• 1897 - More trademarks are added: "Björn", "Rheingold", and "Chic"
  • 1898 - A star-shaped logo is registered using the name "Reform Watch"
  • 1900 - The brand "Zenith" is registered on October 3 following an elaborate stylized "Zenit" on July 24; more logos are "Blume" in Arabic and "Styr"; Fritz Cosandier (future technical director) joins the company
  • 1901
    • January 16 - Share capital is increased to 1.6 million francs by increasing the number of Series A shares to 1200 while the Series B remains unchanged
    • September 16 - Georges Favre-Jacot registers a company to exploit the nearby quarries at Col des Roches, which will produce bricks for his factory; headquarters for this new enterprise are also Billodes 32
  • 1902 - The brands "Rainbow" in Russian, "Intact", "Svea", "Defi", and "A.R. & C.T. Co." are registered
  • 1903
    • The Favre-Jacot company wins a first place in the Neuchâtel observatory chronometer competitions
    • Nephew Jämes Favre sells Favre-Jacot watches in North and South America, Russia, India, China and Japan
    • The brand "Run Flag" is registered in Chinese; also "Amethyst", "Saphire", "Topaz", "Opal", "Agate", "Beryl", "Olivine", "Sardoine"
  • 1904
    • August 1 - Against the wishes of her father, Fernande-Amélie Favre-Jacot marries her cousin Jämes-Albert Favre
    • September 28 - Jämes-Albert Favre is named to a new post of manager; Series B shares are reverse-split, reduced in number from 2000 to 800
    • The brands "Troy", and "Pilot" are registered
  • 1905 - The slogan "Zenith Watches give the right time every time for a lifetime" is registered; the brand "Zenith Eclat" is registered, along with "Take Poetry" in Chinese and "Bear" in Finnish
  • 1907 - Charles Rosat joins the company as an adjuster - he would bring fame to the brand in chronometry competitions and would head the company's Boudry branch
  • 1908
    • February 25 - A new Société Anonyme called "Zénith SA" is established in Le Locle with share capital of just 120,000 francs, divided into 80 Series A and 40 Series B shares; Léon Vuille (of the La Chaux-de-Fonds maker of gold watches, Paul Vuille-Perret) is named director
    • A branch is established in Moscow and the brand is registered in Russian
  • 1909
    • February 18 - Another Société Anonyme, "Zenith Cie Francaise et Suisse d'Horlogerie," is created with share capital of 200,000 francs to exploit the French market under the direction of Paul Leuba (watch merchant and future Swiss consul in Besançon and Marseilles) with a branch in Paris and headquarters in Le Locle at Billodes 38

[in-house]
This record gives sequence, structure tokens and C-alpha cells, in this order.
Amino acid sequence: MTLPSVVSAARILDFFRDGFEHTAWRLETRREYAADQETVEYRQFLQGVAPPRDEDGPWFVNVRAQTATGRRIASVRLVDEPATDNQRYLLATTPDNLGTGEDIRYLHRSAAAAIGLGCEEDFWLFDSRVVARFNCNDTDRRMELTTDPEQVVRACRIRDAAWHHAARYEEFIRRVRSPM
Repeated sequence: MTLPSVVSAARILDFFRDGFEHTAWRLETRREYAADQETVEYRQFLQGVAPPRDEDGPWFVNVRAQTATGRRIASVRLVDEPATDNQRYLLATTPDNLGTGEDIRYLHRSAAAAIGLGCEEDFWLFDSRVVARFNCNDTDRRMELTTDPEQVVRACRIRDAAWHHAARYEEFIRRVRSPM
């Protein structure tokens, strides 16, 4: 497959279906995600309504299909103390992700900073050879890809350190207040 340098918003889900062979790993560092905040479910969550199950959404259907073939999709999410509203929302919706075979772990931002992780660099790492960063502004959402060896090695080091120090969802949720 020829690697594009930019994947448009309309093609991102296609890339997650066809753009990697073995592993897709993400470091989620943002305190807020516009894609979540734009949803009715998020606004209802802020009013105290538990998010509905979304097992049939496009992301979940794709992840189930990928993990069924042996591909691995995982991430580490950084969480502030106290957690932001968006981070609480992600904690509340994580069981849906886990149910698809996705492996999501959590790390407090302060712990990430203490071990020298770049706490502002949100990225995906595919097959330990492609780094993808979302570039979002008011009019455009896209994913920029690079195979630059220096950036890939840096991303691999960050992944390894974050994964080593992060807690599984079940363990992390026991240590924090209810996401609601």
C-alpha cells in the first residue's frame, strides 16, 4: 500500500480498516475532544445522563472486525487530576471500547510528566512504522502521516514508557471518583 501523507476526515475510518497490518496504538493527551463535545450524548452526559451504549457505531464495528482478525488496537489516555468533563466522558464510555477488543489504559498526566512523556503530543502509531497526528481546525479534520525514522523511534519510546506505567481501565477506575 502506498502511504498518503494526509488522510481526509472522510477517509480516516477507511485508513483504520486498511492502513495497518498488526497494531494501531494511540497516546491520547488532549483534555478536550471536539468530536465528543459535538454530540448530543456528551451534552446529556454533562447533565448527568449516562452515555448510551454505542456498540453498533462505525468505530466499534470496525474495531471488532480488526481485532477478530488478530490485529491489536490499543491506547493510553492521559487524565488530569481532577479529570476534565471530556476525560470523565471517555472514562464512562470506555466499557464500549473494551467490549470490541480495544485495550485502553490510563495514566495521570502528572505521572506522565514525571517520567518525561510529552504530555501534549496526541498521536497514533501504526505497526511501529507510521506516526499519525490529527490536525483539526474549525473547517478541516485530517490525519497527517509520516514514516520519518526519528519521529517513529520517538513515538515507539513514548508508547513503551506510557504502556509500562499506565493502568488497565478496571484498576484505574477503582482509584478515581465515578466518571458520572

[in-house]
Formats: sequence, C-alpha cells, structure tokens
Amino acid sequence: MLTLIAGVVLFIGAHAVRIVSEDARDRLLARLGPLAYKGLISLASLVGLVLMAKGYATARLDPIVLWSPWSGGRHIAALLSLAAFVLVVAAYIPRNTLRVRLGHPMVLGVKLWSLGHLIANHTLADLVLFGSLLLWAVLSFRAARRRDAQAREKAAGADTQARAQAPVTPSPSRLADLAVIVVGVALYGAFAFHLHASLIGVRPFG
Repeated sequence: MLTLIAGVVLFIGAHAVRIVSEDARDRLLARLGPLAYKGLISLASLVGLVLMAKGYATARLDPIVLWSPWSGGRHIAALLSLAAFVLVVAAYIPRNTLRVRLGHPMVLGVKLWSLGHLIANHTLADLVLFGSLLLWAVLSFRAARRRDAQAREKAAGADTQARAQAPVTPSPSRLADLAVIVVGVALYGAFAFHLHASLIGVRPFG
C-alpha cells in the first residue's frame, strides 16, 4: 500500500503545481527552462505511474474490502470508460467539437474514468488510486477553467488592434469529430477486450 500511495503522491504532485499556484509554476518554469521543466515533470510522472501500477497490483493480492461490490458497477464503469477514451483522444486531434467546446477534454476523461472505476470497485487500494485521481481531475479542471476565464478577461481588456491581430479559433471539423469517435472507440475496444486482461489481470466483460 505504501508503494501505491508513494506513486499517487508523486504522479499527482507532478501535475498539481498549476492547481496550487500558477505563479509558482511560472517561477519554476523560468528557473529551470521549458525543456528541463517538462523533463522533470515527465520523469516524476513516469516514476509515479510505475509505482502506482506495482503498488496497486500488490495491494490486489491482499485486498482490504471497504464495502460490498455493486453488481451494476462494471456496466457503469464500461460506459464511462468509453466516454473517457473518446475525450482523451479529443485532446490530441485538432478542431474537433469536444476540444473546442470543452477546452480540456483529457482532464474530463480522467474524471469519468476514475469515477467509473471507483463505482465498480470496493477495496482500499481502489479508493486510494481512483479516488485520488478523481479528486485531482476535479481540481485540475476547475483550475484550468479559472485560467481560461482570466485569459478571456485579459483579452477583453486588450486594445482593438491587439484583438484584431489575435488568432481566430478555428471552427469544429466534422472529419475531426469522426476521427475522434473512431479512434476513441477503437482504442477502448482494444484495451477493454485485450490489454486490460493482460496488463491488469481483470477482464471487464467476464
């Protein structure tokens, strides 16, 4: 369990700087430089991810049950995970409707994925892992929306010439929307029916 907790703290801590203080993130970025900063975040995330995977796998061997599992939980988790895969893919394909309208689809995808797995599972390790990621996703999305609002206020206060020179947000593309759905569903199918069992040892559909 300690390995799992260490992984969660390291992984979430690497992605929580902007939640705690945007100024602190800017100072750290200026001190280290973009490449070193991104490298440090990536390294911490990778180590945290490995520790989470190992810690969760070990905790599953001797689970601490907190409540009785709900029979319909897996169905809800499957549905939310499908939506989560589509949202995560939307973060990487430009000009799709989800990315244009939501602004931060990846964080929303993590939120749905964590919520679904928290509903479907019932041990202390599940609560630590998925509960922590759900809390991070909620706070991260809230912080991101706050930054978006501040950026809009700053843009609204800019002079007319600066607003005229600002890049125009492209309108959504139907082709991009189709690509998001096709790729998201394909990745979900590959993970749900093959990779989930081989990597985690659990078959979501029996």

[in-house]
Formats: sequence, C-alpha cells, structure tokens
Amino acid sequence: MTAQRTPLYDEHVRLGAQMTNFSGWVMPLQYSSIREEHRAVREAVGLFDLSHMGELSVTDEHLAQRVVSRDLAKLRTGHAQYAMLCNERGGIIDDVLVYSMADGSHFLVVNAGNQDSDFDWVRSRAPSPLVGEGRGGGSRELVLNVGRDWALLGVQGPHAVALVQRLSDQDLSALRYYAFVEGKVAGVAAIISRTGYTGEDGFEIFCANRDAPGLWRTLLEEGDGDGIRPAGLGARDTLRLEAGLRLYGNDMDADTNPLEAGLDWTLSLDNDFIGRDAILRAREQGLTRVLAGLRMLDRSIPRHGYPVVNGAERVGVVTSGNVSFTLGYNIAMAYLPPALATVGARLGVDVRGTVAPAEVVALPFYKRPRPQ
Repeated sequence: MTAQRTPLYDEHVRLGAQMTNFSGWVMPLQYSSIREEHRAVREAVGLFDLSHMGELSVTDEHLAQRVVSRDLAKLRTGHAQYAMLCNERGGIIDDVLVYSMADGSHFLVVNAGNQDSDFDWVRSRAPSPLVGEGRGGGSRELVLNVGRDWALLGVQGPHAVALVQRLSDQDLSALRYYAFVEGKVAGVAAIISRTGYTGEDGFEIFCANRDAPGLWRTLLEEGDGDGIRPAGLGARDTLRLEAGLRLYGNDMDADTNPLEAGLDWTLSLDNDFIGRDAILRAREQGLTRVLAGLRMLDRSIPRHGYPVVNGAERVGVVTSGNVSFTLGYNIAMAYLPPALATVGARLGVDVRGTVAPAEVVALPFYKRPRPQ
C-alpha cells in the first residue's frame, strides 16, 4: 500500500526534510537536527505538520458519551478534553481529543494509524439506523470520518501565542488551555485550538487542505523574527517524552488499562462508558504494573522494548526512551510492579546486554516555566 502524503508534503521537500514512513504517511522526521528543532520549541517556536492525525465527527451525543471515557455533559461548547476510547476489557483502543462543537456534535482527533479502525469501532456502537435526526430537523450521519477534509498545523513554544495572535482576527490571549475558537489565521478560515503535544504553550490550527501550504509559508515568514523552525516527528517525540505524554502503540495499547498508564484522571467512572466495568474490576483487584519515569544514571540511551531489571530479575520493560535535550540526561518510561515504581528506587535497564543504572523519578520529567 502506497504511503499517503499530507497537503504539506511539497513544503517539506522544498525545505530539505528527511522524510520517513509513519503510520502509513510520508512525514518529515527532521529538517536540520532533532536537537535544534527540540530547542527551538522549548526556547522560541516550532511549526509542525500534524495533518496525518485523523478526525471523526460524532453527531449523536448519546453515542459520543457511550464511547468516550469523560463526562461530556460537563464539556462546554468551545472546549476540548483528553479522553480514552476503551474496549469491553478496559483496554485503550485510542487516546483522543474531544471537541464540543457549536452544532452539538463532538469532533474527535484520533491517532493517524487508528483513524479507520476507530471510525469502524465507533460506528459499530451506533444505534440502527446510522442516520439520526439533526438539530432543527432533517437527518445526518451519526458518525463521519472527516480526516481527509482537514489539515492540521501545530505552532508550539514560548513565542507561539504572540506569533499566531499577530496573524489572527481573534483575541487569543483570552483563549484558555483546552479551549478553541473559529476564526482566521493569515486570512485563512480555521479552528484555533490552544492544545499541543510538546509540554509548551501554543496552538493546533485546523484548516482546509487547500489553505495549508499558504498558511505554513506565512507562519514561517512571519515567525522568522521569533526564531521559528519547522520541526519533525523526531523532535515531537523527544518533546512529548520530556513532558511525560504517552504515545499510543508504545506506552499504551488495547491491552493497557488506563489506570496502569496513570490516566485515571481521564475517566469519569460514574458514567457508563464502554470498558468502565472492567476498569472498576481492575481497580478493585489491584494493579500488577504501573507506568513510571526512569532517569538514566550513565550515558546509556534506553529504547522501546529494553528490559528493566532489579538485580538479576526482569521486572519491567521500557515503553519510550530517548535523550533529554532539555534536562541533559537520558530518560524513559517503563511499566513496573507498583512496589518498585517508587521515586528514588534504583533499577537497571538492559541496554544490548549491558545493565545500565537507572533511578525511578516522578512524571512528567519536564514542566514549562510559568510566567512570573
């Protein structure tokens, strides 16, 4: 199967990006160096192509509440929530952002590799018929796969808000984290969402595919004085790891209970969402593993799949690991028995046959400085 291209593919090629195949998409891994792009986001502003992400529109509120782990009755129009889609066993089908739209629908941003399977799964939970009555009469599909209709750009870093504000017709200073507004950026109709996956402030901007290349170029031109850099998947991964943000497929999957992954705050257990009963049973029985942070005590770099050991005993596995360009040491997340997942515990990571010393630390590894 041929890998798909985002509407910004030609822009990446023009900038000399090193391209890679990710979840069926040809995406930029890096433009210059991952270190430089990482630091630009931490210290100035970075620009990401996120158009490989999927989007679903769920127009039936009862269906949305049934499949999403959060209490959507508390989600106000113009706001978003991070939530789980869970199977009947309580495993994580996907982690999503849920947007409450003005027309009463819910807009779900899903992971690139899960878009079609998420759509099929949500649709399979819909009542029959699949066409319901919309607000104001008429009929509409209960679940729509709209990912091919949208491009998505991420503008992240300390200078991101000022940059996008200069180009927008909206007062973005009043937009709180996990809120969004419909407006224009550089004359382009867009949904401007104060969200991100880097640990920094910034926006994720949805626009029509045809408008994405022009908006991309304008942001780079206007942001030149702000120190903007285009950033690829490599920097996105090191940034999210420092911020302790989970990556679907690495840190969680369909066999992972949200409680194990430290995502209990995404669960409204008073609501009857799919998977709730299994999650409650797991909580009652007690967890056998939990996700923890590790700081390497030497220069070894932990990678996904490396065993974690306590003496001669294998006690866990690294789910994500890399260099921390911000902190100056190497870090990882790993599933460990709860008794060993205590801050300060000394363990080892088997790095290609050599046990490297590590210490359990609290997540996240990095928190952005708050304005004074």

• August 17 - Share capital of Zenith SA is increased to 240,000 francs in 240 shares; Russian Ossip ("Oscher") Cheifetz of Warsaw is named director

Jämes Favre

  • 1910
    • January 14 - The name of the company is officially changed to "Fabriques des Montres Zénith, Georges Favre-Jacot et Co"
    • May 13 - A new company, "Montres de Précision Zenith SA", is established with 210,000 francs capital, under president Jämes Favre, vice president Raoul Goetschmann (of the Banque Cantonale Neuchâteloise), and secretary Fritz Cosandier (also technical director) with headquarters at Les Billodes in Le Locle
    • A branch is established in Vienna
  • 1911
    • October 30 - "Fabriques des Montres Zénith, Georges Favre-Jacot et Co." is dissolved
    • October 30 - Shares are taken up by a new company founded that same day called "Fabriques des Montres Zénith, Successeur..." capitalized at 1.6 million francs and headquartered in Le Locle at Billodes 32; Jämes Favre is director while Georges Montandon (watch vendor in Fleurier) and Fritz Cosandier are shareholder proxies
  • 1912
    • The "Zenith" brand is officially transferred to the new company
    • The young watchmaker Charles Ziegler (1891-1956) joins the company for an apprenticeship: He would become technical director from 1934 until his death
  • 1913 - Share capital of the new company is increased to 2.1 million francs; Charles Rosat moves his Le Locle atelier to Boudry
  • 1914 - Liquidation of the original company is complete; Jämes Favre is given sole power over Zenith SA; Albert Favre becomes attorney; Zénith Watch Co. Great-Britain is established with 150,000 francs capital under president Jämes Favre, vice president Albert Piguet, secretary Henri Lehmann, and directed by Hermann-Frédéric Roost
  • 1915 - The related company "Zénith Cie. Française et Suisse d'Horlogerie" is dissolved and liquidated by the Successor company and Fritz Moeri of Saint-Imier
  • 1916 - A new firm, Compagnie Zenith, Paris, is created with 300,000 francs capital, Jämes Favre is president and lawyer Léon Baron of Paris is administrator